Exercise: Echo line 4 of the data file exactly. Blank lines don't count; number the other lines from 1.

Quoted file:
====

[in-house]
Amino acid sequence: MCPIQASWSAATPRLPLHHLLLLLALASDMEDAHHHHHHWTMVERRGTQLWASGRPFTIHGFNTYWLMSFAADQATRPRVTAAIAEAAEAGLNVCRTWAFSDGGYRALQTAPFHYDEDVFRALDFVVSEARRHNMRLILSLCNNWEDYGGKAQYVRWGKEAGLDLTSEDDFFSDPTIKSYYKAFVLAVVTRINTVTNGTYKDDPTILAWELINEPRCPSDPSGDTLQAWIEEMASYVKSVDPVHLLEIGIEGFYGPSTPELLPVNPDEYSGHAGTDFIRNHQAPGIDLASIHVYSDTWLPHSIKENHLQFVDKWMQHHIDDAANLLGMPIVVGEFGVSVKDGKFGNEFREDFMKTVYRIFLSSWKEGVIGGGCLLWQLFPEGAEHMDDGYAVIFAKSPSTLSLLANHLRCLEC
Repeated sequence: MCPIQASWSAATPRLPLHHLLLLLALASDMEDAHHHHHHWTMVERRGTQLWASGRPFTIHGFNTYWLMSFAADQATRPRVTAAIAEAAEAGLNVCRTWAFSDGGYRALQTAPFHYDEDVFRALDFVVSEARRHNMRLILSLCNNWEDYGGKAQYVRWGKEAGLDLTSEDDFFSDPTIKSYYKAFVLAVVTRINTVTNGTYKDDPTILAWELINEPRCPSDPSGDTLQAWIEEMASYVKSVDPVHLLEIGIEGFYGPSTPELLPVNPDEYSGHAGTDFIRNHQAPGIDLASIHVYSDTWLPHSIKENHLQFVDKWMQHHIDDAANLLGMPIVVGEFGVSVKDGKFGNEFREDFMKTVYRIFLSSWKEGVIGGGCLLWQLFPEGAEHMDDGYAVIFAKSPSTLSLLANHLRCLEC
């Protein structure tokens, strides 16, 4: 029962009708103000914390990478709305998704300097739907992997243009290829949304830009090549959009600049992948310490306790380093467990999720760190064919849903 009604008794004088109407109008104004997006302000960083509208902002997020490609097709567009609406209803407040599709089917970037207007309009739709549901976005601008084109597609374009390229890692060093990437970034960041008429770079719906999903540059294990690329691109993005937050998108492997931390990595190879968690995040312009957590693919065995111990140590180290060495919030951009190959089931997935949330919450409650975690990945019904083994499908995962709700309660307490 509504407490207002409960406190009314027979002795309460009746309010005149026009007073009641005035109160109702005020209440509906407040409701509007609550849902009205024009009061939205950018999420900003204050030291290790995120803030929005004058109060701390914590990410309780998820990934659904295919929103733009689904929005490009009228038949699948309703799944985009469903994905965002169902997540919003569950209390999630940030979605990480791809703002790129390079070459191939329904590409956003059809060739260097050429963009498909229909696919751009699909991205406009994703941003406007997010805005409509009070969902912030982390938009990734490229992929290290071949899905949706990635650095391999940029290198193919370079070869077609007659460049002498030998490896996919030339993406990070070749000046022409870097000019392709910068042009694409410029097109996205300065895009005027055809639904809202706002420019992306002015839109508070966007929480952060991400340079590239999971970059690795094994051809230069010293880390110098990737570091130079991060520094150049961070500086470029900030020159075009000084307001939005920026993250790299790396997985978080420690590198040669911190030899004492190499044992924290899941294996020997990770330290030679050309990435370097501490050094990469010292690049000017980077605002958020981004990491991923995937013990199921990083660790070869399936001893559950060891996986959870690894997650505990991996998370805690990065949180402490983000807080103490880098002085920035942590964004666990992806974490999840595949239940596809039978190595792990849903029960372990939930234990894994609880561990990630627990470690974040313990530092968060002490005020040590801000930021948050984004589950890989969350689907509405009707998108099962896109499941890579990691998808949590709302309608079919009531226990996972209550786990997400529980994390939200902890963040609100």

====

């Protein structure tokens, strides 16, 4: 029962009708103000914390990478709305998704300097739907992997243009290829949304830009090549959009600049992948310490306790380093467990999720760190064919849903 009604008794004088109407109008104004997006302000960083509208902002997020490609097709567009609406209803407040599709089917970037207007309009739709549901976005601008084109597609374009390229890692060093990437970034960041008429770079719906999903540059294990690329691109993005937050998108492997931390990595190879968690995040312009957590693919065995111990140590180290060495919030951009190959089931997935949330919450409650975690990945019904083994499908995962709700309660307490 509504407490207002409960406190009314027979002795309460009746309010005149026009007073009641005035109160109702005020209440509906407040409701509007609550849902009205024009009061939205950018999420900003204050030291290790995120803030929005004058109060701390914590990410309780998820990934659904295919929103733009689904929005490009009228038949699948309703799944985009469903994905965002169902997540919003569950209390999630940030979605990480791809703002790129390079070459191939329904590409956003059809060739260097050429963009498909229909696919751009699909991205406009994703941003406007997010805005409509009070969902912030982390938009990734490229992929290290071949899905949706990635650095391999940029290198193919370079070869077609007659460049002498030998490896996919030339993406990070070749000046022409870097000019392709910068042009694409410029097109996205300065895009005027055809639904809202706002420019992306002015839109508070966007929480952060991400340079590239999971970059690795094994051809230069010293880390110098990737570091130079991060520094150049961070500086470029900030020159075009000084307001939005920026993250790299790396997985978080420690590198040669911190030899004492190499044992924290899941294996020997990770330290030679050309990435370097501490050094990469010292690049000017980077605002958020981004990491991923995937013990199921990083660790070869399936001893559950060891996986959870690894997650505990991996998370805690990065949180402490983000807080103490880098002085920035942590964004666990992806974490999840595949239940596809039978190595792990849903029960372990939930234990894994609880561990990630627990470690974040313990530092968060002490005020040590801000930021948050984004589950890989969350689907509405009707998108099962896109499941890579990691998808949590709302309608079919009531226990996972209550786990997400529980994390939200902890963040609100």